Lead in the Water

Data reveals elevated levels of lead in Philadelphia school drinking water
Released by: PennEnvironment Research & Policy Center

Lead is highly toxic, especially for children. Since the crisis in Flint, Michigan, many communities across the country have tested for and found lead in their drinking water - even in schools, where our children go to learn and play each day.

Both state and city law require lead testing in Philadelphia schools, but the testing process has been slow and remains incomplete. Four years into the District's testing process, only 29% of public schools have been tested and the results posted publicly. And while District officials are required to post all results within 30 days, it's unclear if the information has properly been posted for public access. Still, the data that is currently available for 1,932 outlets in Philadelphia’s public schools reveals district-wide lead contamination.

The review of self-reported lead testing results as of February 1st, 2022 by the School District showed:

  •  61% of outlets tested showed lead contamination (>1 ppb); 
  • Of the 65 schools where water outlets were tested for lead and publicly reported, 98% of the schools tested had at least one tap where lead was detected at 1 ppb or greater in the tap water; 
  • Some schools’ outlets showed extremely high levels of lead contamination, such as an outlet at The Duckrey School with 8,768 ppb. 

Given that 71% of schools still need to be tested, this is just the tip of the iceberg. Many school buildings have at least some lead in their pipes, plumbing, or fixtures. And where there is lead, there is risk of contamination. According to the U.S. Environmental Protection Agency (EPA), even low levels of lead can cause behavior and learning problems, lower IQ, and hyperactivity. Lead exposure has even been linked to damaging children’s central and peripheral nervous systems. More than 24 million children in the U.S. are at risk of losing IQ points due to low level lead exposure. Lead in tap water is a nationwide health problem, yet most states and school districts are not taking protective steps to reduce kids’ exposure to lead to the lowest possible level.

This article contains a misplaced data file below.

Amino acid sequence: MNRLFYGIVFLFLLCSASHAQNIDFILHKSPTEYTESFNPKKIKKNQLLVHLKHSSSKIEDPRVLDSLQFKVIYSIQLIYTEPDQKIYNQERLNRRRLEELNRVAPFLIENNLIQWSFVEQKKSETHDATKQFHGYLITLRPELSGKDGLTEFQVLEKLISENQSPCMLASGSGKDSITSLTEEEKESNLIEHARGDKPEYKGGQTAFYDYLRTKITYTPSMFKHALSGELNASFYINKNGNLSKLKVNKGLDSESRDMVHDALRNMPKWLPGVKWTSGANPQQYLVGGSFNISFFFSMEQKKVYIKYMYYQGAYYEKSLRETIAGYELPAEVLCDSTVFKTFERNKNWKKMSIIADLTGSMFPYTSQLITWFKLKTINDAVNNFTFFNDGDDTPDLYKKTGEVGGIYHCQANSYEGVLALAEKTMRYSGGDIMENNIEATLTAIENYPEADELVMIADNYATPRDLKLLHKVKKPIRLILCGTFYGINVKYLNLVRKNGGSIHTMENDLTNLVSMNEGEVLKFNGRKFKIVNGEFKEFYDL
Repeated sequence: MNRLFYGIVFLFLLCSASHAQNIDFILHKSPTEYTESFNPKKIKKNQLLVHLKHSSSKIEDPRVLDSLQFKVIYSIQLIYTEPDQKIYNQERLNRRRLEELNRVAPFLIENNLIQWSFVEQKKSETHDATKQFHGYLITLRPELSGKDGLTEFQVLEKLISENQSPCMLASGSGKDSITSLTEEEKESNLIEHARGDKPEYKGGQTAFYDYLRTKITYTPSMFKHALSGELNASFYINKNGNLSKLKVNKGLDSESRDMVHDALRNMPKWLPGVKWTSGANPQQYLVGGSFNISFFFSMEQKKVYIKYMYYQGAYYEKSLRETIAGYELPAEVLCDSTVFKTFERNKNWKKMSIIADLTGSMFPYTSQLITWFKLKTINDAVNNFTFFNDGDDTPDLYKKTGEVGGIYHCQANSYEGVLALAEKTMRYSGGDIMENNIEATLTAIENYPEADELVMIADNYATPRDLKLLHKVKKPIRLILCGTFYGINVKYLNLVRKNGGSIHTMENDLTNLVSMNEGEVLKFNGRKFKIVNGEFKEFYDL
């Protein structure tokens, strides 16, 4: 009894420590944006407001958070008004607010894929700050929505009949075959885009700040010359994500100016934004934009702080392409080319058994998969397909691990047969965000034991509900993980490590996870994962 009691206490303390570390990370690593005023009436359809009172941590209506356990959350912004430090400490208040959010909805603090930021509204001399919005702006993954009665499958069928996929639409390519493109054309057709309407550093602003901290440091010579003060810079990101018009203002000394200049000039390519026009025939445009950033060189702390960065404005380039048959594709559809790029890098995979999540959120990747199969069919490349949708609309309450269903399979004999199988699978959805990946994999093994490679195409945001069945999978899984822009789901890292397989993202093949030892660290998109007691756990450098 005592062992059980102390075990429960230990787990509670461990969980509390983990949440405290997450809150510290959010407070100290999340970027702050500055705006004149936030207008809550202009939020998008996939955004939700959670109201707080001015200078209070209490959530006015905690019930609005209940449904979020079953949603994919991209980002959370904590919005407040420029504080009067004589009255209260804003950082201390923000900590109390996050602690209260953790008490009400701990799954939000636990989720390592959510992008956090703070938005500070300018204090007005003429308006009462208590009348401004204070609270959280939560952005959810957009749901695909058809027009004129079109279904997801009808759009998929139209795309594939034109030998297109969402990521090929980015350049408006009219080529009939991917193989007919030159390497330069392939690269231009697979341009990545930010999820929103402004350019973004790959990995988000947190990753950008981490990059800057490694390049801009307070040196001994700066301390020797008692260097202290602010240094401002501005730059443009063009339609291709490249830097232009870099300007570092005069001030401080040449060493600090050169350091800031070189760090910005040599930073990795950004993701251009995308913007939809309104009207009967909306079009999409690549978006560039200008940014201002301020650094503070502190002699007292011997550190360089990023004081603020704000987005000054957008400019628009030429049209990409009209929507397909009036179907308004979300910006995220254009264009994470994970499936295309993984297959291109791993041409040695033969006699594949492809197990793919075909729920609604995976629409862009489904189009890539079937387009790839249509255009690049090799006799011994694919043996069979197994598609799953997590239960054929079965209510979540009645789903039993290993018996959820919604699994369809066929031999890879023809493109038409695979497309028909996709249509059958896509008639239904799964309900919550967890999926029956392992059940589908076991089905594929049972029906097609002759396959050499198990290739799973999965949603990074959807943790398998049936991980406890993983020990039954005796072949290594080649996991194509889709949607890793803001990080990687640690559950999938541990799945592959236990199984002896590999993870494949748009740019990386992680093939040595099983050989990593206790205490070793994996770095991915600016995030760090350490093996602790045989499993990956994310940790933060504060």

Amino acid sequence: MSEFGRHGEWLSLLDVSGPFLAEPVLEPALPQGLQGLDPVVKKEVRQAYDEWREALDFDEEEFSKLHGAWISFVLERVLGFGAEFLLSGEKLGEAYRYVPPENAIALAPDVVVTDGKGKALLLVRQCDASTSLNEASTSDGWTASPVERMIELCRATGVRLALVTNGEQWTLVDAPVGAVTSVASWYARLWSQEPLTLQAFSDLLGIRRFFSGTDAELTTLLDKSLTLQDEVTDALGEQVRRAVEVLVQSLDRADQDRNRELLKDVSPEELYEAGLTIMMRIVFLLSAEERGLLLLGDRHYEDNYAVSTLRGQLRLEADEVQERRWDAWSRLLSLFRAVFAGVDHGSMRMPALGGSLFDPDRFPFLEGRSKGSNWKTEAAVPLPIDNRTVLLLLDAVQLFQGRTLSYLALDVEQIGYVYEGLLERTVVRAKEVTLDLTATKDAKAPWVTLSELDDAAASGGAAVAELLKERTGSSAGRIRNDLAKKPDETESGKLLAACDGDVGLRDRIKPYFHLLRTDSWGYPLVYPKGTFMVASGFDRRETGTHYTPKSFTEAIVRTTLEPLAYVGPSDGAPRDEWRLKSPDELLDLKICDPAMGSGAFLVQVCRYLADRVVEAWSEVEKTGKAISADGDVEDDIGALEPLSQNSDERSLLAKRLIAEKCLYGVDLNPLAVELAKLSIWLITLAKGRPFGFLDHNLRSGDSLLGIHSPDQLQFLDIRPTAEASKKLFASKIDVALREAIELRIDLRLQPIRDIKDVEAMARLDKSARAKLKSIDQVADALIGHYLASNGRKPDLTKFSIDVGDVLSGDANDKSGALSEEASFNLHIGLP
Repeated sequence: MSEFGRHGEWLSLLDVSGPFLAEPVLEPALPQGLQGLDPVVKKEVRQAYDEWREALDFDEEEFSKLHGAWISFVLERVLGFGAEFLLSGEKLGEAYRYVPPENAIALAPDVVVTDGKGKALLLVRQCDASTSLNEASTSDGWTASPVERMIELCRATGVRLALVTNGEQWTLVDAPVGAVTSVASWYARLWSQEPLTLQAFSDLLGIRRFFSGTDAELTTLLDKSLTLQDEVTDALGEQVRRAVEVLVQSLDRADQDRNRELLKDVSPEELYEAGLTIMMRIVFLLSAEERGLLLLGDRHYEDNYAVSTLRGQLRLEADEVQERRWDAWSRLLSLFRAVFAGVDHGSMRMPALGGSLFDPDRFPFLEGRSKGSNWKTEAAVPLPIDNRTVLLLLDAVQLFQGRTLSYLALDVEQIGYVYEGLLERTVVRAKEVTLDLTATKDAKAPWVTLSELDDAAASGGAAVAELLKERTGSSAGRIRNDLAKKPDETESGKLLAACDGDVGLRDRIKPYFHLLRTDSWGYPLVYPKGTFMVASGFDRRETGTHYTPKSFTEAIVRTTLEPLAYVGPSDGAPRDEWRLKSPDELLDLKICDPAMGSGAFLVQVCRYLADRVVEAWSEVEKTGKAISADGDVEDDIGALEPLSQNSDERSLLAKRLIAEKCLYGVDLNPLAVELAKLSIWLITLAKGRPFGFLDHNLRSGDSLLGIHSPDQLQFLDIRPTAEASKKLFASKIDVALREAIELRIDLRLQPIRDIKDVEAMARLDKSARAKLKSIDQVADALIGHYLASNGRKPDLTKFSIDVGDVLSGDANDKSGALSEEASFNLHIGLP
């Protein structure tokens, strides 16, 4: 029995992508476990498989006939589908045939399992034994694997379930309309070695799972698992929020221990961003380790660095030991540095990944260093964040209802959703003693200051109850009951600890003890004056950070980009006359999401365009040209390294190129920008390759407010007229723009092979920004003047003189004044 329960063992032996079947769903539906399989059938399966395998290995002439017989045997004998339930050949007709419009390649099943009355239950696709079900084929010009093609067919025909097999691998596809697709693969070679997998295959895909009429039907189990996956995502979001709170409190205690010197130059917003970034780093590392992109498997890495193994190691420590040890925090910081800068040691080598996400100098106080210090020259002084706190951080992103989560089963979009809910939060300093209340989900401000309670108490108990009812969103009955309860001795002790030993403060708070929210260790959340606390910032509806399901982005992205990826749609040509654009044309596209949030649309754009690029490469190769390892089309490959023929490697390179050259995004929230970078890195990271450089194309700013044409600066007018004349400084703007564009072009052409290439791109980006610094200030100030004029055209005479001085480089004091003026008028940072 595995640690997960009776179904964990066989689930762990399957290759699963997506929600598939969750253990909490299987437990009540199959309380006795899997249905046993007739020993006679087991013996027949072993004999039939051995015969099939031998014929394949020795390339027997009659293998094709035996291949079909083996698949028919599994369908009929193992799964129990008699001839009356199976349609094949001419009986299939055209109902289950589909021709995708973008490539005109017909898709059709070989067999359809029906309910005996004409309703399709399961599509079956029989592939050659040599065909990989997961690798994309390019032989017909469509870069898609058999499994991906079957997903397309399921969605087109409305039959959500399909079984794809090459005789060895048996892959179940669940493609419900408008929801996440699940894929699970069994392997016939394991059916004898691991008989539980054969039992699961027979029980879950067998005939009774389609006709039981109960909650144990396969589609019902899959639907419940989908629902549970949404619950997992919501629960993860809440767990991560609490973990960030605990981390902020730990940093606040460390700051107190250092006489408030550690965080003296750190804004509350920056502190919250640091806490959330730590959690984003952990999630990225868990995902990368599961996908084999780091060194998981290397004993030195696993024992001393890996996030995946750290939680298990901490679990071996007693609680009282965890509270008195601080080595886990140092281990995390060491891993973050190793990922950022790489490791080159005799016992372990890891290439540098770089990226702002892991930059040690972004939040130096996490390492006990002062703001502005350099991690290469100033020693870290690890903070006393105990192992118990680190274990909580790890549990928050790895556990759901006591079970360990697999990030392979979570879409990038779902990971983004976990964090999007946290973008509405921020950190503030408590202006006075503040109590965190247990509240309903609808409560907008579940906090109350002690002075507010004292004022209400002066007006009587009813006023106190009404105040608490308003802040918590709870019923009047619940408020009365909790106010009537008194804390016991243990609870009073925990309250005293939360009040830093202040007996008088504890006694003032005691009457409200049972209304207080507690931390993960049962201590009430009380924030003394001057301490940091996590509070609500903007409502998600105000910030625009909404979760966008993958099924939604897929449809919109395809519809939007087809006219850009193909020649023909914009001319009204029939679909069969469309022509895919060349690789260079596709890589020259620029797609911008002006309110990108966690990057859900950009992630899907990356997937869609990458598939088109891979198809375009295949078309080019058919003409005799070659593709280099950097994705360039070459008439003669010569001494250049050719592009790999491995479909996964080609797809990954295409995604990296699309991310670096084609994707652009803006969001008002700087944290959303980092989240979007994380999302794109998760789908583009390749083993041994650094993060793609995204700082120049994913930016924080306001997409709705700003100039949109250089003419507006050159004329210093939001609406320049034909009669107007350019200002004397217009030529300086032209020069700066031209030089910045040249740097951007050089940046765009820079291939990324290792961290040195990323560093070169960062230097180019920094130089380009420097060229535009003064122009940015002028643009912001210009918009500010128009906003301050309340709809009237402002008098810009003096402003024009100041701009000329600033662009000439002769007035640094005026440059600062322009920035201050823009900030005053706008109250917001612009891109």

Philadelphia’s children deserve safe drinking water, especially at the schools where they go each day to learn and play. As this data shows, it is critical that Philadelphia decision-makers take immediate action to get the lead out.

The School District of Philadelphia should:

  • Replace all drinking fountains across the Philadelphia School District with water bottle filling stations, also known as hydration stations equipped with filters that remove lead. 
  • Install point of use filte rs on fountains, taps in classrooms, kitchen or used for cooking or beverage preparation . 
  • Shut off taps where tests have detected lead in the water until they are replaced with lead-removing filters. 
  • Ultimately, get the lead out. While filters are excellent short-term fixes, risks will remain as long as there is lead in our schools’ water delivery systems. The district should remove lead-bearing plumbing and fixtures over time, wherever feasible. 

The federal government should: 

  • Set a 1ppb limit for lead in school drinking water, reduced from the current 15 ppb action limit; 
  • Provide substantial funding, beyond the Bipartisan Infrastructure package passed in November 2021, to help states and communities remove lead in water infrastructure, including in schools; and 
  • Marshal the authority of all relevant federal agencies to protect public health from contamination of drinking water